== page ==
Report to the President: Prescription Drug Coverage, Spending, Utilization, and Prices.. 4.5.3 France

04/01/2000

Compared to other members of the OECD, the French pharmaceutical market is characterized by low prices complemented by high demand (Le Pen 1996). Pharmaceutical firms are free to set prices for all drugs not covered by the National Insurance plan, the Sécurité Sociale. The pricing committee, Comité Économique du Médicament (CEM) sets prices of covered drugs sold through non-hospital channels. The Ministry of Health determines the list of reimbursable drugs and the level of coverage for each drug. The CEM determines drug prices based on anticipated therapeutic benefit, anticipated sales volume, and other considerations. During the 1990’s, the French government instituted a number of innovations in an attempt to control drug expenditures. These included:

  • A series of mandatory “good practice procedures" for physicians called Références Médicales Opposables (RMOs);
  • An agreement between the state and the industry (Syndicat National de l’Industrie Pharmaceutique or SNIP); and
  • A definition of enforceable regional spending targets (objectifs opposables) (Le Pen 1996; Lecomte and Paris1998; Pauriche and Rupprecht 1998).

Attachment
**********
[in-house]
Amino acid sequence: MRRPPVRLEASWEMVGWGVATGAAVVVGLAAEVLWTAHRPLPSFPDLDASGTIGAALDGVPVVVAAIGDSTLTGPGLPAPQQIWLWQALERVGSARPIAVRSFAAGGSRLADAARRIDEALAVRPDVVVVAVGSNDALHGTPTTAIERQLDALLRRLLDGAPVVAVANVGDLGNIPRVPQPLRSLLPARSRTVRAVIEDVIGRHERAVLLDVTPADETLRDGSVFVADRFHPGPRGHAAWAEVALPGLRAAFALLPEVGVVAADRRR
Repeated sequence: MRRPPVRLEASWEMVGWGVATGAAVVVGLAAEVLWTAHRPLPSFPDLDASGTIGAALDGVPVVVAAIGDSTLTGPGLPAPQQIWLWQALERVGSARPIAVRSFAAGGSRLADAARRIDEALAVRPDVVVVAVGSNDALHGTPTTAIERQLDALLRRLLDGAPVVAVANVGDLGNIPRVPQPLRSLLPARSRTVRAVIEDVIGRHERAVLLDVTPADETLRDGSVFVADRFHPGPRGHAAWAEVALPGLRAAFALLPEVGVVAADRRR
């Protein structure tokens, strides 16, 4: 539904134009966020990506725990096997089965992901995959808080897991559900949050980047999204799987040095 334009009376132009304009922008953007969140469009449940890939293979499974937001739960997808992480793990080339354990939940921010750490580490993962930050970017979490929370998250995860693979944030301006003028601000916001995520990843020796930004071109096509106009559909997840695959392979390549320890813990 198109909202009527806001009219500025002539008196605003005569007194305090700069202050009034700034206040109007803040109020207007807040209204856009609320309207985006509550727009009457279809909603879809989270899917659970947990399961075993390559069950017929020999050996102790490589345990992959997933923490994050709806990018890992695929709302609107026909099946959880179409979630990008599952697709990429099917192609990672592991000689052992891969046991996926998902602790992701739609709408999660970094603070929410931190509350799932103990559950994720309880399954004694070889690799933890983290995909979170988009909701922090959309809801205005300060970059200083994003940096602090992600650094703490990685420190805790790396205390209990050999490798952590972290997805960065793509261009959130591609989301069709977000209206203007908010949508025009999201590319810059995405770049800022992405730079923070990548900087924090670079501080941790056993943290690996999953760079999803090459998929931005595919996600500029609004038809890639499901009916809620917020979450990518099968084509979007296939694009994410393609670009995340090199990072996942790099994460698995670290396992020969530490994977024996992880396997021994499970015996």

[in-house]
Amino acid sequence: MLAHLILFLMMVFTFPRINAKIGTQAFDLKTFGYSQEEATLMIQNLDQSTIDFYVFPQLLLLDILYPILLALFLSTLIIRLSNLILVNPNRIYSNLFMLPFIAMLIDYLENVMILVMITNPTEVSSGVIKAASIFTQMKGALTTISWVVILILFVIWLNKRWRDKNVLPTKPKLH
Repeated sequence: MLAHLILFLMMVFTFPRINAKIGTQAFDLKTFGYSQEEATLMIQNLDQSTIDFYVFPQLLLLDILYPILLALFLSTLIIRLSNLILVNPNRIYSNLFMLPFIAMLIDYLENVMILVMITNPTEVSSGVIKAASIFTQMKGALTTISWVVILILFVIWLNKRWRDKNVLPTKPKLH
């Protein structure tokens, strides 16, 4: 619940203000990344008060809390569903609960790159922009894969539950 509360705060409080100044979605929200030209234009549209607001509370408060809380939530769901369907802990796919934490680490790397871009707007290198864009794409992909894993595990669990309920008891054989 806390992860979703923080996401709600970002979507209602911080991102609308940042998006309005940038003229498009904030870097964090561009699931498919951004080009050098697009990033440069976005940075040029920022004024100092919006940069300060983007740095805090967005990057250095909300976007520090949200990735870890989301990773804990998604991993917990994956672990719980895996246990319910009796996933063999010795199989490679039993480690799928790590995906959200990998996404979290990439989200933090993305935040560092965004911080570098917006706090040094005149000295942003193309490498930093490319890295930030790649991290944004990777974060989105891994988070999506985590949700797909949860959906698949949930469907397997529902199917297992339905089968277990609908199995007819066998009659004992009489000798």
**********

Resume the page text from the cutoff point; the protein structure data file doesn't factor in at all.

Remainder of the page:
The agreement between the industry and the state was designed to reduce sales volumes in exchange for price increases. This agreement was negotiated with each pharmaceutical company and outlined the conditions for permitting price increases. In return, the companies agreed to reduce promotional expenditures, promote “proper drug use” and provide information about its activities. The regional targets (objectifs opposables) represented negotiated agreements between the Sécurité Sociale and the physician associations. Separate targets were negotiated for specialist and general practitioner fees and drug prescriptions. In case of regional overspending, local physicians could be required to compensate the Sécurité Sociale for the excess spending. Despite the reforms, the French remains heavy consumers of prescription drugs relative to their OECD neighbors. The principal impact of the reforms appears to have been a slight shift toward less expensive drug products for treatment of medical conditions where RMOs have been implemented (Le Pen 1996; Lecomte and Paris 1998; Pauriche and Rupprecht 1998).

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